"Art Beat" With Stephanie Kaye - Monday, May 3, 2010 | WAMU 88.5 - American University Radio

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"Art Beat" With Stephanie Kaye - Monday, May 3, 2010

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Baltimore's artists shine a light on the medical and ephemeral at a show in the John Fonda Gallery through May 30.
Caitlin Cunningham and Alex Ebstein
Baltimore's artists shine a light on the medical and ephemeral at a show in the John Fonda Gallery through May 30.

(May 3-30) ANODYNE ART To cure the malaise of Monday, Baltimore's John Fonda Gallery housed in the Theatre Project on West Preston Street has just what the doctor ordered. The show Natural Remedies reflects on health and medicine through a psychedelic lens of goache and color through the end of May.

(May 3-24) FACTORY MADE Newly minted theater collective Factory 449 presents its first annual play reading series, Factory Made, on the four Mondays of May at the Church Street Theatre in Northwest DC. You can catch the first installment, In The Flesh, a macabre meditation on the metaphysical, tonight at 7:30.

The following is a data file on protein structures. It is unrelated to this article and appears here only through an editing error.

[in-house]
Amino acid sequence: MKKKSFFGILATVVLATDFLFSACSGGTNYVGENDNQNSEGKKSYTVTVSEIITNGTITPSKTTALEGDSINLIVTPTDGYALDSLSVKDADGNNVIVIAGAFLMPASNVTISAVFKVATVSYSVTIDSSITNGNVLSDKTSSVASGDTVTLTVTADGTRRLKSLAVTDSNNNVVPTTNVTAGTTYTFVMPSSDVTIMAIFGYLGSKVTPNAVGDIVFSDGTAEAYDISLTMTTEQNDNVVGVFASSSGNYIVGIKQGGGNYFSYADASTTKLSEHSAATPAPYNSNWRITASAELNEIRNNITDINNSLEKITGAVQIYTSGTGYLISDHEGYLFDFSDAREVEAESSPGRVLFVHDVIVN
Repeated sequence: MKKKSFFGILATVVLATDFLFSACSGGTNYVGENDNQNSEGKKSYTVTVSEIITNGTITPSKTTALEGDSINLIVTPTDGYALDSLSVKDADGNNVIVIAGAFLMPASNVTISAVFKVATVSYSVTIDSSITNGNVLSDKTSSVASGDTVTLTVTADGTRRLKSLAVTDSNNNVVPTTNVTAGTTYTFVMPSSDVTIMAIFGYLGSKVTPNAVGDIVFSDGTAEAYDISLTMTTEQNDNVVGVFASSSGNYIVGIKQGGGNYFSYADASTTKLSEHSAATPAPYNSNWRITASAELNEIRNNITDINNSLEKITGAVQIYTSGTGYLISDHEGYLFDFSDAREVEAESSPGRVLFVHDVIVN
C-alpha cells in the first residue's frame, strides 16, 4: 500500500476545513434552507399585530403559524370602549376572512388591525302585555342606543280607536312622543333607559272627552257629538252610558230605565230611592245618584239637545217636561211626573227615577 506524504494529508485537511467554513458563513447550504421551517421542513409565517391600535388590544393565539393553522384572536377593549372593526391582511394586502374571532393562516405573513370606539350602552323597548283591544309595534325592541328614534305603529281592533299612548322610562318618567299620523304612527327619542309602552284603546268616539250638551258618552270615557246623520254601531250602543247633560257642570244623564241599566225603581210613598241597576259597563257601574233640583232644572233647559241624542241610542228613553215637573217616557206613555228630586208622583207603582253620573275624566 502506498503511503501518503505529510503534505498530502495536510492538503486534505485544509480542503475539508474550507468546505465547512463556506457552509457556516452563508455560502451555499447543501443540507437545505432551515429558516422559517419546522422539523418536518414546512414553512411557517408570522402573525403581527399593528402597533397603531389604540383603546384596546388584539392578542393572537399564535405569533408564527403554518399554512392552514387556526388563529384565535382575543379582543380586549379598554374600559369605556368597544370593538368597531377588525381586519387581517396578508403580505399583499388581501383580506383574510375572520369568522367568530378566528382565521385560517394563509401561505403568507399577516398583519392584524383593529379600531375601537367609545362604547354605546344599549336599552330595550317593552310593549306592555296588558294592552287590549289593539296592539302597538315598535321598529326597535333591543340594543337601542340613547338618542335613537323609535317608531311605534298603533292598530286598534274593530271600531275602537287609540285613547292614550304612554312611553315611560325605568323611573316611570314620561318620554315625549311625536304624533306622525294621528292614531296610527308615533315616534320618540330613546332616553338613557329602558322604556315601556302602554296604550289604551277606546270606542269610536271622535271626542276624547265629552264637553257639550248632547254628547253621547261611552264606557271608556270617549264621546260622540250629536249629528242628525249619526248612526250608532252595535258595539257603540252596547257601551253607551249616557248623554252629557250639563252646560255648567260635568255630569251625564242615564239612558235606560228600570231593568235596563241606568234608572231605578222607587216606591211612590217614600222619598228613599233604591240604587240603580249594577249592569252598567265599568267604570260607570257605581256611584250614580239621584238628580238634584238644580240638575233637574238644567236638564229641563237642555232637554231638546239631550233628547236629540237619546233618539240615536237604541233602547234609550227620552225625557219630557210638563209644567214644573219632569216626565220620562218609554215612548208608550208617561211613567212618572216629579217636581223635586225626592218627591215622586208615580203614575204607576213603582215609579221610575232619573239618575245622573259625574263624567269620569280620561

(May 10-31) SO, YOU THINK YOU CAN'T SING And if you want to take your singing from the shower to the stage, the Music Center at Strathmore in North Bethesda offers a crash course in harmonizing that's bound to help your sound. Veteran vocalist John Horman shows unsure singers how to blend their voices in ensembles during So You Think You Can't Sing, a four-week foray kicking off next Monday.

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Puerto Rico Is Sowing A New Generation Of Small Farmers

Decades of industrialization have left the island reliant on imported food. But change is coming — from government subsidies for small farmers, to classes that teach school kids how to grow food.
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Puerto Rico Is Sowing A New Generation Of Small Farmers

Decades of industrialization have left the island reliant on imported food. But change is coming — from government subsidies for small farmers, to classes that teach school kids how to grow food.
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Remembering Rep. Jim Wright, Who Ruled The House But Fell Hard

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If someone is infected by the Loa loa worm, taking a drug to treat river blindness could be risky. Now there's a fast way to identify the worm — by turning a smartphone into a microscope.

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